Championing the Farmed Environment plans to rebuild momentum lost by problematic Countryside Stewardship
The previously named Campaign for the Farmed Environment was relaunched in the North of England this week at Hill Top Farm in Malham under its new title, Championing the Farmed Environment, and those behind the initiative hope it can help remedy a malaise caused by the current Countryside Stewardship Scheme.
The scheme, previously administered in accordance with the pan-European Common Agricultural Policy by Natural England and now by the Rural Payments Agency, provides financial incentives for farmers and land managers to look after their environment.
However, the scheme’s well-documented rigid prescriptions, the bureaucratic nature of applications and a poor track record of paying farmers to deliver the schemes has meant many who had engaged through earlier schemes are becoming disenfranchised from embracing the environmental agenda, said Fraser Hugill, the CFE’s northern area co-ordinator.
Yet, with government proposals to replace direct farm support payments with new payments linked to the delivery of environmental “public goods”, as well as Whitehall ambitions to achieve a net-zero economy by 2050, the whole of the farming industry needs to work in even greater harmony with the natural world.
Group will help bridge gap
Mr Hugill, who farms 350 acres at Sproxton, near Helmsley, and spoke to more than 30 farming and environmental representatives at the CFE relaunch event this week, said: “In the current climate, CFE is more relevant than ever. It can play a role in bridging the gap between the current schemes and helping to get people ready for what is to come.”
Addressing the need for a group like CFE, he said: “The consensus at the launch event seemed to be that farmers and environmental organisations are equally disappointed with how we are going about delivering environmental schemes and there is a real desire for change right up and down the food chain.
“There is a feeling that farmers are becoming turned off because of ‘schemes’ generating a general negativity around ‘the environment’ but I would say that managing for the wider environment is much more than just a scheme. I think there is a challenge to re-engage farmers with the environment be it through schemes or through simple day-to-day farm management practices.
“CFE champions putting the environment alongside food production because the environment should be a big part of a farm business, and there are strong economic or social reasons for taking environmental action that are nothing to do with current agri-environment schemes,” he said.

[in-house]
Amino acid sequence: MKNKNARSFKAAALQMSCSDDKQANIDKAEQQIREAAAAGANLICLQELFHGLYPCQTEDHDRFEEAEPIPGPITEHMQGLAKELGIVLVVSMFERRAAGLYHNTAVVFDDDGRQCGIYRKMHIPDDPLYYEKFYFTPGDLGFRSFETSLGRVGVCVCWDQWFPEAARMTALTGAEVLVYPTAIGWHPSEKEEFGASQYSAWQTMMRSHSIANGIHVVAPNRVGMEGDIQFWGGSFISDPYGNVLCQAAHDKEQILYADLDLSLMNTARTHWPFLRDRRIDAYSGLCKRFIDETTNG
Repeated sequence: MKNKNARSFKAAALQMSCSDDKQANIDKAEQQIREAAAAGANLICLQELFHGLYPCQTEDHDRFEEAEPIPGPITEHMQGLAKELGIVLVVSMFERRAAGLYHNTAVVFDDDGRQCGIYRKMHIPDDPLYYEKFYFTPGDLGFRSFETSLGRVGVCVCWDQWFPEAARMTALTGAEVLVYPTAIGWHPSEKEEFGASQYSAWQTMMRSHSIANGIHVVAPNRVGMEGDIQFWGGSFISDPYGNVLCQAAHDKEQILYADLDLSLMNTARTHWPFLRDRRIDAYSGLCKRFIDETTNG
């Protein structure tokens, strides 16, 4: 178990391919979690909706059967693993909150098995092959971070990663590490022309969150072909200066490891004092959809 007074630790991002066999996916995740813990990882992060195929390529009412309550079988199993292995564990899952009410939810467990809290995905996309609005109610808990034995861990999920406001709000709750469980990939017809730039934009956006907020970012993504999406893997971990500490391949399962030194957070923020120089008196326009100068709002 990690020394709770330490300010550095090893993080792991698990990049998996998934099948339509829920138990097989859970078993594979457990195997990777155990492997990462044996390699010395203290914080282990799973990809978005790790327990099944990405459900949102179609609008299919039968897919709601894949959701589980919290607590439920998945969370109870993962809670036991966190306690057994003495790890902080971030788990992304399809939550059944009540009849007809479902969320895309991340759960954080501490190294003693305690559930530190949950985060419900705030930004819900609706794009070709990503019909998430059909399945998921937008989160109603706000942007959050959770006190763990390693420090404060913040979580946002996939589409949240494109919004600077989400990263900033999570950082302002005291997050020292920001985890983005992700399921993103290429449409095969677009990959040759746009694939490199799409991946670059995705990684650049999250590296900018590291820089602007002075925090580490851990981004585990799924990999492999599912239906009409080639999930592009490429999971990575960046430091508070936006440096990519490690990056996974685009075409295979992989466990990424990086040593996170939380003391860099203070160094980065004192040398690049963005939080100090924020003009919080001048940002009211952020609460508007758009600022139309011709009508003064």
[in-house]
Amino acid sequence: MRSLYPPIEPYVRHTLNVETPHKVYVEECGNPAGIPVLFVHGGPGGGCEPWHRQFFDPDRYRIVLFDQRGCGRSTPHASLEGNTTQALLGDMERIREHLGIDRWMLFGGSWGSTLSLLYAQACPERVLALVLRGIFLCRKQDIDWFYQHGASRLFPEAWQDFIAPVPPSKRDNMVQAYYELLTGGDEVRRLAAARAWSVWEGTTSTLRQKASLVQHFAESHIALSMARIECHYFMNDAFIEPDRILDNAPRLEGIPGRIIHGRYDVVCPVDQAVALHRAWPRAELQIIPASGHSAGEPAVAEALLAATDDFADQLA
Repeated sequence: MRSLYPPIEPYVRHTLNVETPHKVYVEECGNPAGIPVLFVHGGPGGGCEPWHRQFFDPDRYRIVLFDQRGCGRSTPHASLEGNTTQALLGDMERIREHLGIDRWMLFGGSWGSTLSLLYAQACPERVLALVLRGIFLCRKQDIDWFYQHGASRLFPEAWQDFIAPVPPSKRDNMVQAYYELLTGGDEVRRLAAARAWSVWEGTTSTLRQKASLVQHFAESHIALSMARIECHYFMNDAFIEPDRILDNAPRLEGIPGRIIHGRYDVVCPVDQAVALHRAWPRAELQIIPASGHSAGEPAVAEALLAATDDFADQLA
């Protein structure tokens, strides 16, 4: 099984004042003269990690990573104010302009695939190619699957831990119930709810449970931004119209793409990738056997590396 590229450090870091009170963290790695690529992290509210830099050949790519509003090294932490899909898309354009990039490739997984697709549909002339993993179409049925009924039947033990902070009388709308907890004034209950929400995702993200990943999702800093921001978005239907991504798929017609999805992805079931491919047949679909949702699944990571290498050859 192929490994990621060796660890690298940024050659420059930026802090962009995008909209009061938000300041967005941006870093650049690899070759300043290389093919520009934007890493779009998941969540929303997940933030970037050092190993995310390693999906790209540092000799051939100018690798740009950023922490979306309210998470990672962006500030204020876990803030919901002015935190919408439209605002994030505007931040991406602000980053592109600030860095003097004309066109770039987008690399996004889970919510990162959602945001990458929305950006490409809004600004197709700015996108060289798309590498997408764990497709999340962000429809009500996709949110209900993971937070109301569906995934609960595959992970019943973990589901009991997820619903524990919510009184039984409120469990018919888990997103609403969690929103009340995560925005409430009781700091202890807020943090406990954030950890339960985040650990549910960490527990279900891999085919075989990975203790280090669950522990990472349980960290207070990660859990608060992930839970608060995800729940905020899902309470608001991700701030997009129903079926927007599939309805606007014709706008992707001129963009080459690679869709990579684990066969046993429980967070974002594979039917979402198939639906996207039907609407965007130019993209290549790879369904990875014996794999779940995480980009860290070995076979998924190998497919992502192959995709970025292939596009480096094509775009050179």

Productivity and environment can go hand-in-hand
The CFE encourages farmers to consider how best to farm whilst nurturing wildlife, air quality, soils and water. By doing so, farm businesses can improve their productivity in the long term, Mr Hugill said.
“We are seeing farmers really embrace the challenge of improving soil health, driven by the desire to improve farm productivity but also generating wider public benefits through reduced run-off and lower levels of emissions.”
He said small changes can have an impact, citing as an example how Hill Top Farm’s Neil Heseltine – who spoke at the CFE relaunch event – has thistles manually removed from his land, saving money on sprays, reducing his environmental impact and generating local employment.
Mr Heseltine is also benefitting from reducing cattle and sheep numbers and switching to a lower input system, boosting the diversity of wildlife and plants on his farm.
Farmers are inherently engaged by a sense of duty to the natural world but many need support and encouragement to capitalise on those sentiments, Mr Hugill said.
“A lot of them have an interest. I only have to look at the turnout at previous CFE barn owl events for example, which have been very well attended over the years. But there is so much more farmers can do quite easily and we shouldn’t shy away from that challenge. We can’t afford for another five years until another environmental scheme comes out to build momentum up again.”
The relaunched CFE operates nationally. Its new name reflects how it champions good environmental work farmers already do. Its role is to be “a mechanism to support and provide recognition to farmers who are farming in an environmentally responsible way” and to act as a hub for those who want to do more, promoting best practice by working with partners.
For more details, see cfeonline.org.uk